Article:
According to parents and child care providers, it's very difficult to get a licensed child care space in Saskatchewan.
It's no surprise. The province is currently ranked last in the country when it comes to the percentage of licensed child care spaces available to children.
Hemant and Michelle Naidu ran into that problem first hand. The couple applied to get into several daycare centres when their oldest son was a baby. It took three years before a centre confirmed a space was available.
"I'd heard that it was really difficult," Michelle Naidu said. "When you call, some of the centres will give you an approximate wait time, like, it's six months to a year. Other ones won't even give you a wait time, because generally, they don't know."
That story is borne out by a recent study conducted by the Social Sciences and Humanities Research Council of Canada.
The latest numbers, from 2012, show 7.6 per cent of children 0-12 years old in Saskatchewan will receive a licensed child care space. The national average is almost triple that number, at 20.5 per cent.
That means many of the province's children are cared for in unlicensed homes.
"I know there was a lady in our area that had 27 children in her home. So, naturally, those children would not have been looked after properly."
- Doris Gutzer, Saskatchewan Association of Child Care Homes
Licensed vs. unlicensed
The debate over licensed vs. unlicenced child care spots has raged for years.
While licensed child care spots are regularly inspected by the provincial government, unlicensed spots are only examined if someone makes a complaint against them.
Doris Gutzer said that has led to abuses of the system. Co-chair of the Saskatchewan Association of Child Care Homes, as well as a 35-year-veteran of the licensed system, Gutzer regularly hears stories of abuse.
"I know there was a lady in our area that had 27 children in her home," she said. "So, naturally, those children would not have been looked after properly. There wouldn't have been proper snacks, proper meals, and the diapering wasn't there as well."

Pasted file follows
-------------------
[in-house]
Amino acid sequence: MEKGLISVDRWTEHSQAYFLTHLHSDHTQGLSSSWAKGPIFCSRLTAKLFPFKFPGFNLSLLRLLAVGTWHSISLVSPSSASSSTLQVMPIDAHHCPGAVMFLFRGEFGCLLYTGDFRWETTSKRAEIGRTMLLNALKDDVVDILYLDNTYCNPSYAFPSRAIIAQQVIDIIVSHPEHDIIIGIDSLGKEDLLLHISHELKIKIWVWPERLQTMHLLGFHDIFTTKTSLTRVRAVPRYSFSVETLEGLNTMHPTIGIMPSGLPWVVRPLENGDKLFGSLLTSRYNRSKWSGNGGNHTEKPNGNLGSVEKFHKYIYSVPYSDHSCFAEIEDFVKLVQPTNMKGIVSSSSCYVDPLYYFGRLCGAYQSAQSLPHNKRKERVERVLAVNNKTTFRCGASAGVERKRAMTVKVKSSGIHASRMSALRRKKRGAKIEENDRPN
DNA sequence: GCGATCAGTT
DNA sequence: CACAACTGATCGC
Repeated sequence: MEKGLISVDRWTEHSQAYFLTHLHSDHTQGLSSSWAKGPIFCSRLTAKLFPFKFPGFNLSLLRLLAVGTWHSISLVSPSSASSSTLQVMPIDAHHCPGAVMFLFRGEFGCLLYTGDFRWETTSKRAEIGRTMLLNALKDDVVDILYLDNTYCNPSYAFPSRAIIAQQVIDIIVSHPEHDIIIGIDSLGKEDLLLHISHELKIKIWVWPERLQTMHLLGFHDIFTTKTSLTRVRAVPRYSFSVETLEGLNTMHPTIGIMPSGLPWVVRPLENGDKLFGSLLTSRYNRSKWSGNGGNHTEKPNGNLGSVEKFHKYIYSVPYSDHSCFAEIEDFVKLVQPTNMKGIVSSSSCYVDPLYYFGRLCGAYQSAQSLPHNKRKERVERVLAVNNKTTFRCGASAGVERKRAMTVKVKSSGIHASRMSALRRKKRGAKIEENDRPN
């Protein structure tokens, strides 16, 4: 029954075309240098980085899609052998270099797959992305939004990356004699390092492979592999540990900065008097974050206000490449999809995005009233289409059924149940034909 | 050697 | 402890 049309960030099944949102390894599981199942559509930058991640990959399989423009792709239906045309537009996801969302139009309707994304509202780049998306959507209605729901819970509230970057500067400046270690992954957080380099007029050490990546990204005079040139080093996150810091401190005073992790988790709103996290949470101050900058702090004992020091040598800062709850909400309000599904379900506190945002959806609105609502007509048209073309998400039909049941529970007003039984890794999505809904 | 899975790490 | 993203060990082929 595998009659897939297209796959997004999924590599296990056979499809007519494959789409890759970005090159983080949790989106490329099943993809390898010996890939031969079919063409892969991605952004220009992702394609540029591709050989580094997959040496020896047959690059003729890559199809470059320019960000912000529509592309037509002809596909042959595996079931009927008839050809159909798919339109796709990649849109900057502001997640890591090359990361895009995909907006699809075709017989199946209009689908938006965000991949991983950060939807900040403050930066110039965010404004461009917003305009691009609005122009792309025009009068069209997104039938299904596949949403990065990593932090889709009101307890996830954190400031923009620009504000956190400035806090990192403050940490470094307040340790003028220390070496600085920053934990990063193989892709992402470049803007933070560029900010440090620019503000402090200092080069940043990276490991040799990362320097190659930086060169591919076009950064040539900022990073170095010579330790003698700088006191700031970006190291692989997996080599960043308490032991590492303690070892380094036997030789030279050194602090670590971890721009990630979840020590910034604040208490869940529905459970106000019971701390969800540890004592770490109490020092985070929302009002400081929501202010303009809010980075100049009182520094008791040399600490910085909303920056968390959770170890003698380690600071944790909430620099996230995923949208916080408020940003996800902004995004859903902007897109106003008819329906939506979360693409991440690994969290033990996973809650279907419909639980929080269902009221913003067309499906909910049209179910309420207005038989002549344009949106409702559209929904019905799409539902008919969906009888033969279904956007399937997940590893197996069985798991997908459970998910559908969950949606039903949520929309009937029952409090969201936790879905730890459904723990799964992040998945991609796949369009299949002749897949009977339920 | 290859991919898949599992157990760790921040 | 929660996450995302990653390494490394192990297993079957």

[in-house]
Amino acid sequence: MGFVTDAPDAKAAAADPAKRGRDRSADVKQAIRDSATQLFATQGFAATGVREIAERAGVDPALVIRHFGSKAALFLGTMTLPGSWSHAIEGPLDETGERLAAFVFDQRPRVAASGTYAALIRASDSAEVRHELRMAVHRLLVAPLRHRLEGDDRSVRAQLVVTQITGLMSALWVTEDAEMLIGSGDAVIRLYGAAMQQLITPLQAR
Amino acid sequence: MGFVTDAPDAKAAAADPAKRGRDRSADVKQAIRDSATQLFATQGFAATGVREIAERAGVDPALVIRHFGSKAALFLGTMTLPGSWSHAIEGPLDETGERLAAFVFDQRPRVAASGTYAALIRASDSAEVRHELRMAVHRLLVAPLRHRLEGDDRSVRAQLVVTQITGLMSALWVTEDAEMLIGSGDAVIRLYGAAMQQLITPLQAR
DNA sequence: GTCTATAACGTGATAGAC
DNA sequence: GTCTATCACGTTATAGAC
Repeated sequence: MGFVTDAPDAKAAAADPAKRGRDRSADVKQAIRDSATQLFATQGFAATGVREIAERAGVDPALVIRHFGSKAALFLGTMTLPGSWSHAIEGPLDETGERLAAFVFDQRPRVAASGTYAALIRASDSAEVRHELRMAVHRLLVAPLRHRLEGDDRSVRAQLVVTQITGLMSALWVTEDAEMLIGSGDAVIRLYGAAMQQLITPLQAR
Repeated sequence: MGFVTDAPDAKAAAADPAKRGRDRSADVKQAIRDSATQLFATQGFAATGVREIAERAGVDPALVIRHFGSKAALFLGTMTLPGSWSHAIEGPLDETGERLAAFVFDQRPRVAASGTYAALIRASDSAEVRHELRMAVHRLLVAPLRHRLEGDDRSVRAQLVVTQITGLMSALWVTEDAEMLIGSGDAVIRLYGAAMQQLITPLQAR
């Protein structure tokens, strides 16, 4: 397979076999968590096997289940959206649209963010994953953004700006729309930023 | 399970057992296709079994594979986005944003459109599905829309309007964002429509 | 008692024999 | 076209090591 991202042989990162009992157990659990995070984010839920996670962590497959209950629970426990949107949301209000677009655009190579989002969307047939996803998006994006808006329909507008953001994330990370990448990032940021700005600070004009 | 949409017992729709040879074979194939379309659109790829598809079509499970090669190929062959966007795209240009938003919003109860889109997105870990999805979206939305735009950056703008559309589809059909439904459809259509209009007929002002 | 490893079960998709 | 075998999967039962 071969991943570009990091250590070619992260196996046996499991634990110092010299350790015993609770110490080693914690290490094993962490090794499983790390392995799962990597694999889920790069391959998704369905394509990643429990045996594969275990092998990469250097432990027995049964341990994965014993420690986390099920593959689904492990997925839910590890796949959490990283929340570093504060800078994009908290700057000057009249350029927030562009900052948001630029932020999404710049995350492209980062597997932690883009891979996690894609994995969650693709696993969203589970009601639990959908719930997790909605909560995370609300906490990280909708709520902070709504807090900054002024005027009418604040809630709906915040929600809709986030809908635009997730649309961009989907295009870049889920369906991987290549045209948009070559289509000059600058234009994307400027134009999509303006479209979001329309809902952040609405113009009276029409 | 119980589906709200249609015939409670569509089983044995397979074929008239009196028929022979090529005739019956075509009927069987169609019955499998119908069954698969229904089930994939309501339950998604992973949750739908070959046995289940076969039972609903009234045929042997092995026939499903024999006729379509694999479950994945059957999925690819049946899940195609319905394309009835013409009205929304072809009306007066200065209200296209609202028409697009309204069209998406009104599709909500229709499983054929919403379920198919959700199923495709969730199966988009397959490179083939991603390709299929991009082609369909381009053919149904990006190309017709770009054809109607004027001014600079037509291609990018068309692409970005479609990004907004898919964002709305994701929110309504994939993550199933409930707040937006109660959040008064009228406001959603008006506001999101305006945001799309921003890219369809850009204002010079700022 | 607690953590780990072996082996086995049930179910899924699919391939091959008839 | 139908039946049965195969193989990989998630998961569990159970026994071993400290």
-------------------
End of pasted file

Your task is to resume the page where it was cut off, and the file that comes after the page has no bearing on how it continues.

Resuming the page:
Other than the province funding more licensed child care spaces, Gutzer would like to see more attention paid to regulating unlicensed homes.
"What I would like to see, personally, is if the government somehow regulated the non-licensed child care," she said. "Whether the parents have to report to somebody, where the children are going, whatever methodology they want to use. But there has to be some sort of accountability."
This year's provincial budget offered no new licensed child care spots.
David McGrane, a political science professor at the University of Saskatchewan, believes that places the province even further behind.
"We've had a mini-baby boom here in Saskatchewan due to increased immigration, and due to the echo that is the baby boomers' children starting to have children themselves," he said. "It really hasn't kept up."
McGrane said the number of licensed child care spaces have been neglected for decades, but the problem has become much more acute in the past few years as the province's population expands.
Ultimately, McGrane said the lack of child care spaces affects all of society.
"We have labour shortages here in Saskatchewan, and one of the best ways to reduce labour shortages is to get more people working," he said. "And when you have a good quality child care system, that means you allow more people, particularly women, to enter into the workforce."